Factors controlling Cenozoic anthracogenesis in the Polish Lowlands

Jacek Robert Kasiński, Barbara Słodkowska


The accumulation of large amounts of phytogenic matter, leading to the formation of lignite deposits of economic importance, has been determined by two groups of external factors: (a) climatic factors determining the indispensable production of organic matter and (b) geological factors allowing preservation of this matter in the sediment and its diagenetic transformation in the process of coalification. The overriding item among climatic factors was obviously the production of suitable amounts of phytogenic matter. It could be accumulated only under favourable vegetation conditions and therefore a warm and humid climate was a condition sine qua non for the intensive production of phytogenic matter. Problems of lignite origin do not generally relate to the lack of production of phytogenic material, but to preventing preservation in the sediment due to rapid oxidation of this material in very warm conditions. Therefore, the coal-forming process was constrained by two critical temperature values, which had to be neither too low nor too high, wherein sufficiently high humidity persisted throughout the process. Therefore, the range of mean annual temperature, which ensured favourable conditions for the growth and preservation of phytogenic matter, was from approx. 15.5 to 24°C. In the Cenozoic, such conditions commenced in the Early Oligocene and persisted up to the later Miocene – this was the interval of the most intense anthracogenesis in the Polish Lowlands. In the widespread lowland areas, lush swamp forests and peat fens developed, and thick lignite seams reflect the accumulation of phytogenic matter. This interval began with the cooling at the Eocene/Oligocene boundary and terminated at the beginning of the next cooling and drying phase known as that of the “C4 grassland” in the Late Miocene. Both the critical points are related to the surpassing of temperature limits: too high for the preservation of phytogenic deposits, and too low for the extensive development of lignite-forming vegetation. An important condition for the emergence of a large thickness of phytogenic sediments is primarily an existence of the accomodation space, where a considerable amount of plant matter might accumulate. This occurred only in conditions of dynamic equilibrium between the growth of plant matter and the lowering of the depositional surface, which ensured stabilization of the groundwater level. The rate of subsidence of the depositional surface must be balanced by the rate of vegetation growth. Therefore, no single lignite seam corresponding in age to the whole period of potential accumulation was formed at that time. Rather, a few lignite seams, separated by thick successions of mineral deposits, then formed. The vegetation of the wetlands which created the individual lignite seams was similar, this being mostly a facies element. Differences in the composition of vegetation are found mainly in plant communities outside peat-fens and it is the plants outside of the wetlands which allowed for subsequent dating of the lignite seams. The thermophilous vegetation was replaced by plants of lower thermal requirements during the progressive climate cooling towards the end of the Miocene. The ultimate cooling and completion of peat/lignite production was generated by the Middle Miocene uplift of the Carpathians arc in the Alpine orogeny. This natural barrier considerably limited the circulation of warm and humid air masses from the south to the Polish Lowlands area.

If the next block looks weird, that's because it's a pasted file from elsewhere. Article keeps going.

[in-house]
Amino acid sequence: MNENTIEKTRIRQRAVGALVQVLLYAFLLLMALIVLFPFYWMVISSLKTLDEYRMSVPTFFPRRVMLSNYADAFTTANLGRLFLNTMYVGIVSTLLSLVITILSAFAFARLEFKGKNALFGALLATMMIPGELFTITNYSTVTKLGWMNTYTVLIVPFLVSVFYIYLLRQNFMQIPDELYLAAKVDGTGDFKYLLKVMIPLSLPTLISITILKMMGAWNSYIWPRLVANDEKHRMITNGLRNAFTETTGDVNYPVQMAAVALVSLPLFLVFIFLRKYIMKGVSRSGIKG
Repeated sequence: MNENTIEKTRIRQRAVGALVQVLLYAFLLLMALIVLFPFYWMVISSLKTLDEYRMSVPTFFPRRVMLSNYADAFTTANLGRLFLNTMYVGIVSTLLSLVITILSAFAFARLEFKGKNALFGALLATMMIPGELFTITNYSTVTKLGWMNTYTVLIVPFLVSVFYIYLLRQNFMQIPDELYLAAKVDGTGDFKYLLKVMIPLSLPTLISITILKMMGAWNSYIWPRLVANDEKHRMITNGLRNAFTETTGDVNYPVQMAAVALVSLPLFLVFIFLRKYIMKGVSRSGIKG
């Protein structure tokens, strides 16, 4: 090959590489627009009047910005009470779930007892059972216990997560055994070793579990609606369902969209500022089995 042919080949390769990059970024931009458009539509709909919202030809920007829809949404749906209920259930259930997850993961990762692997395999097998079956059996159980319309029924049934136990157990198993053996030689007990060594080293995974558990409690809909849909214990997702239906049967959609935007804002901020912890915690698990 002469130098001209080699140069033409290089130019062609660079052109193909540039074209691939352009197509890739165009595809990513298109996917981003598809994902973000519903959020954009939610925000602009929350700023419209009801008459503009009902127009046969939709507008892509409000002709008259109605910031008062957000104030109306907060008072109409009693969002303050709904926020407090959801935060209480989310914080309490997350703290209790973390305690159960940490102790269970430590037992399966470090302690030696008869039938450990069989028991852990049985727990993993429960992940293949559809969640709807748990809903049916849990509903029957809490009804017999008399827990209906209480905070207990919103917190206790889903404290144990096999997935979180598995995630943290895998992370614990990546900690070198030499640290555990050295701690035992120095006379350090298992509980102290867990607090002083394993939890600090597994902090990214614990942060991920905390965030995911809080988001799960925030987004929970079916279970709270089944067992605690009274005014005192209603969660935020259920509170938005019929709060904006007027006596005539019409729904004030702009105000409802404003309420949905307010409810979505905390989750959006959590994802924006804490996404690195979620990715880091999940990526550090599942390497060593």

lignite, origin conditions, Paleogene/Neogene, Polish Lowlands

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